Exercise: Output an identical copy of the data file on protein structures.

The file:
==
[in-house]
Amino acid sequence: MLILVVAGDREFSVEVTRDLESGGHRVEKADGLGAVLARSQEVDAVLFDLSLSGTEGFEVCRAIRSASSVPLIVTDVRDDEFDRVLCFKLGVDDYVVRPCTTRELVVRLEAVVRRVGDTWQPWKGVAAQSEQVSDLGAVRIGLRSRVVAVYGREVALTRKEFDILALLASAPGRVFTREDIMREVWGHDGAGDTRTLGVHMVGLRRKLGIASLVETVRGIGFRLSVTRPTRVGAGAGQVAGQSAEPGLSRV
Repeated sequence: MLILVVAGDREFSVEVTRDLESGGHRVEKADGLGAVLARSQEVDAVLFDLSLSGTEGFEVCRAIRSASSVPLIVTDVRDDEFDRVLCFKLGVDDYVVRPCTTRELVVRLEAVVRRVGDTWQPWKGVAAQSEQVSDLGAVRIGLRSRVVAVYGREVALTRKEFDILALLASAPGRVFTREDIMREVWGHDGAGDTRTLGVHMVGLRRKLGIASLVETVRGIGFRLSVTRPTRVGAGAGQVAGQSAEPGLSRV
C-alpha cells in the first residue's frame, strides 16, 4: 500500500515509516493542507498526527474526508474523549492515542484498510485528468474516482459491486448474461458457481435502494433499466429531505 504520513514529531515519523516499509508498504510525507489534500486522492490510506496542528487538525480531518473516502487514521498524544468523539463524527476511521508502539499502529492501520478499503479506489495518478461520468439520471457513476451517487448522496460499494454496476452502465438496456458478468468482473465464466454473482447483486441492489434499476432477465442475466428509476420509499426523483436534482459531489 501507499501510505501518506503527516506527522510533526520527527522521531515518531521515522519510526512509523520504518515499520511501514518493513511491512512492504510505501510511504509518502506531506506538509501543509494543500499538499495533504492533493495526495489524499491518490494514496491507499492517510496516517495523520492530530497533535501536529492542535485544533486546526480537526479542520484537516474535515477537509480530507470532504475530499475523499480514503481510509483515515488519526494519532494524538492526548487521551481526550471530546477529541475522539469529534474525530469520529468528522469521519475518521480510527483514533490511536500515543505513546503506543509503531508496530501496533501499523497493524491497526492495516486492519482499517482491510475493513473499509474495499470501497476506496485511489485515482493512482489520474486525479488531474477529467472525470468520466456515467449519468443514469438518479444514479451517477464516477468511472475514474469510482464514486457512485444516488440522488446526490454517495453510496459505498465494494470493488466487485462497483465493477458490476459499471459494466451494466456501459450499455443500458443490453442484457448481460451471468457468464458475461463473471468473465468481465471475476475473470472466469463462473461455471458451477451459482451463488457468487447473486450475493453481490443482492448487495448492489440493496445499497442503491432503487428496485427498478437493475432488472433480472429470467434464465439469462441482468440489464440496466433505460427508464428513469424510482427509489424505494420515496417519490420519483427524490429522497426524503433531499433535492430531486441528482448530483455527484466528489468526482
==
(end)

[in-house]
Amino acid sequence: MLILVVAGDREFSVEVTRDLESGGHRVEKADGLGAVLARSQEVDAVLFDLSLSGTEGFEVCRAIRSASSVPLIVTDVRDDEFDRVLCFKLGVDDYVVRPCTTRELVVRLEAVVRRVGDTWQPWKGVAAQSEQVSDLGAVRIGLRSRVVAVYGREVALTRKEFDILALLASAPGRVFTREDIMREVWGHDGAGDTRTLGVHMVGLRRKLGIASLVETVRGIGFRLSVTRPTRVGAGAGQVAGQSAEPGLSRV
Repeated sequence: MLILVVAGDREFSVEVTRDLESGGHRVEKADGLGAVLARSQEVDAVLFDLSLSGTEGFEVCRAIRSASSVPLIVTDVRDDEFDRVLCFKLGVDDYVVRPCTTRELVVRLEAVVRRVGDTWQPWKGVAAQSEQVSDLGAVRIGLRSRVVAVYGREVALTRKEFDILALLASAPGRVFTREDIMREVWGHDGAGDTRTLGVHMVGLRRKLGIASLVETVRGIGFRLSVTRPTRVGAGAGQVAGQSAEPGLSRV
C-alpha cells in the first residue's frame, strides 16, 4: 500500500515509516493542507498526527474526508474523549492515542484498510485528468474516482459491486448474461458457481435502494433499466429531505 504520513514529531515519523516499509508498504510525507489534500486522492490510506496542528487538525480531518473516502487514521498524544468523539463524527476511521508502539499502529492501520478499503479506489495518478461520468439520471457513476451517487448522496460499494454496476452502465438496456458478468468482473465464466454473482447483486441492489434499476432477465442475466428509476420509499426523483436534482459531489 501507499501510505501518506503527516506527522510533526520527527522521531515518531521515522519510526512509523520504518515499520511501514518493513511491512512492504510505501510511504509518502506531506506538509501543509494543500499538499495533504492533493495526495489524499491518490494514496491507499492517510496516517495523520492530530497533535501536529492542535485544533486546526480537526479542520484537516474535515477537509480530507470532504475530499475523499480514503481510509483515515488519526494519532494524538492526548487521551481526550471530546477529541475522539469529534474525530469520529468528522469521519475518521480510527483514533490511536500515543505513546503506543509503531508496530501496533501499523497493524491497526492495516486492519482499517482491510475493513473499509474495499470501497476506496485511489485515482493512482489520474486525479488531474477529467472525470468520466456515467449519468443514469438518479444514479451517477464516477468511472475514474469510482464514486457512485444516488440522488446526490454517495453510496459505498465494494470493488466487485462497483465493477458490476459499471459494466451494466456501459450499455443500458443490453442484457448481460451471468457468464458475461463473471468473465468481465471475476475473470472466469463462473461455471458451477451459482451463488457468487447473486450475493453481490443482492448487495448492489440493496445499497442503491432503487428496485427498478437493475432488472433480472429470467434464465439469462441482468440489464440496466433505460427508464428513469424510482427509489424505494420515496417519490420519483427524490429522497426524503433531499433535492430531486441528482448530483455527484466528489468526482